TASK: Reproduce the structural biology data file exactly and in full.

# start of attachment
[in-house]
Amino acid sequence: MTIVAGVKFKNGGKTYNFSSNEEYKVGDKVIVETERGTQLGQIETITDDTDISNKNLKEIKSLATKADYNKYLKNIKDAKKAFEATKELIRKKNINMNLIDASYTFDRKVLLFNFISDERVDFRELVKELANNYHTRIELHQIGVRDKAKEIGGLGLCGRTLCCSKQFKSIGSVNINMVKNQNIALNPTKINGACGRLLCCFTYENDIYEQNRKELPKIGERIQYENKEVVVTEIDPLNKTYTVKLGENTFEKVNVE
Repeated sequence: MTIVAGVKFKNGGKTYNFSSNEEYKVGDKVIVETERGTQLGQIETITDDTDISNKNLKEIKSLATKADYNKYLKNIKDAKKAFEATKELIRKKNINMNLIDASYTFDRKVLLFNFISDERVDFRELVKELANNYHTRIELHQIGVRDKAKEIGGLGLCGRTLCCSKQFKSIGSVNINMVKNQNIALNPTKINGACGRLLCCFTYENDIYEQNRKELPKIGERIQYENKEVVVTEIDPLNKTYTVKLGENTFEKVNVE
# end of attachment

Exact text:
[in-house]
Amino acid sequence: MTIVAGVKFKNGGKTYNFSSNEEYKVGDKVIVETERGTQLGQIETITDDTDISNKNLKEIKSLATKADYNKYLKNIKDAKKAFEATKELIRKKNINMNLIDASYTFDRKVLLFNFISDERVDFRELVKELANNYHTRIELHQIGVRDKAKEIGGLGLCGRTLCCSKQFKSIGSVNINMVKNQNIALNPTKINGACGRLLCCFTYENDIYEQNRKELPKIGERIQYENKEVVVTEIDPLNKTYTVKLGENTFEKVNVE
Repeated sequence: MTIVAGVKFKNGGKTYNFSSNEEYKVGDKVIVETERGTQLGQIETITDDTDISNKNLKEIKSLATKADYNKYLKNIKDAKKAFEATKELIRKKNINMNLIDASYTFDRKVLLFNFISDERVDFRELVKELANNYHTRIELHQIGVRDKAKEIGGLGLCGRTLCCSKQFKSIGSVNINMVKNQNIALNPTKINGACGRLLCCFTYENDIYEQNRKELPKIGERIQYENKEVVVTEIDPLNKTYTVKLGENTFEKVNVE